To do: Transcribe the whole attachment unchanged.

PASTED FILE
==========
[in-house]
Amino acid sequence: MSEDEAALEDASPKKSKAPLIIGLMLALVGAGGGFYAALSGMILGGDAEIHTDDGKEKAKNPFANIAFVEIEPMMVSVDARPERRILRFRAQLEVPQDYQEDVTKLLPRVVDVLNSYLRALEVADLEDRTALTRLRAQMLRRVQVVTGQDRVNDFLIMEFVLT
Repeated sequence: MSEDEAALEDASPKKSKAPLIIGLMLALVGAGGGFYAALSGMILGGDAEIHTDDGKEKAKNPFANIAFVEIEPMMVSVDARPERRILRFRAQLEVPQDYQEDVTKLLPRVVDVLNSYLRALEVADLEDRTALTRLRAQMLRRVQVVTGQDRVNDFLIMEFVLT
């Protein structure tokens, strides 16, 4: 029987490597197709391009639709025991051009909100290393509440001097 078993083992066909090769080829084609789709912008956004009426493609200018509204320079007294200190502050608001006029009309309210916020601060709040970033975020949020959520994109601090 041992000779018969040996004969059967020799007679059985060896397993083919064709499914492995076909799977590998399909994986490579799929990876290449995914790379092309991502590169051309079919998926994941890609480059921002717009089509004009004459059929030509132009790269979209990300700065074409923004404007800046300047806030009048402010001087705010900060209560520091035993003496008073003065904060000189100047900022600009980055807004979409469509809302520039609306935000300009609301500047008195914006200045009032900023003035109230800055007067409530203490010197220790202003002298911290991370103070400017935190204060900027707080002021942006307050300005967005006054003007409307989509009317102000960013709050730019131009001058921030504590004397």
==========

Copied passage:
[in-house]
Amino acid sequence: MSEDEAALEDASPKKSKAPLIIGLMLALVGAGGGFYAALSGMILGGDAEIHTDDGKEKAKNPFANIAFVEIEPMMVSVDARPERRILRFRAQLEVPQDYQEDVTKLLPRVVDVLNSYLRALEVADLEDRTALTRLRAQMLRRVQVVTGQDRVNDFLIMEFVLT
Repeated sequence: MSEDEAALEDASPKKSKAPLIIGLMLALVGAGGGFYAALSGMILGGDAEIHTDDGKEKAKNPFANIAFVEIEPMMVSVDARPERRILRFRAQLEVPQDYQEDVTKLLPRVVDVLNSYLRALEVADLEDRTALTRLRAQMLRRVQVVTGQDRVNDFLIMEFVLT
């Protein structure tokens, strides 16, 4: 029987490597197709391009639709025991051009909100290393509440001097 078993083992066909090769080829084609789709912008956004009426493609200018509204320079007294200190502050608001006029009309309210916020601060709040970033975020949020959520994109601090 041992000779018969040996004969059967020799007679059985060896397993083919064709499914492995076909799977590998399909994986490579799929990876290449995914790379092309991502590169051309079919998926994941890609480059921002717009089509004009004459059929030509132009790269979209990300700065074409923004404007800046300047806030009048402010001087705010900060209560520091035993003496008073003065904060000189100047900022600009980055807004979409469509809302520039609306935000300009609301500047008195914006200045009032900023003035109230800055007067409530203490010197220790202003002298911290991370103070400017935190204060900027707080002021942006307050300005967005006054003007409307989509009317102000960013709050730019131009001058921030504590004397």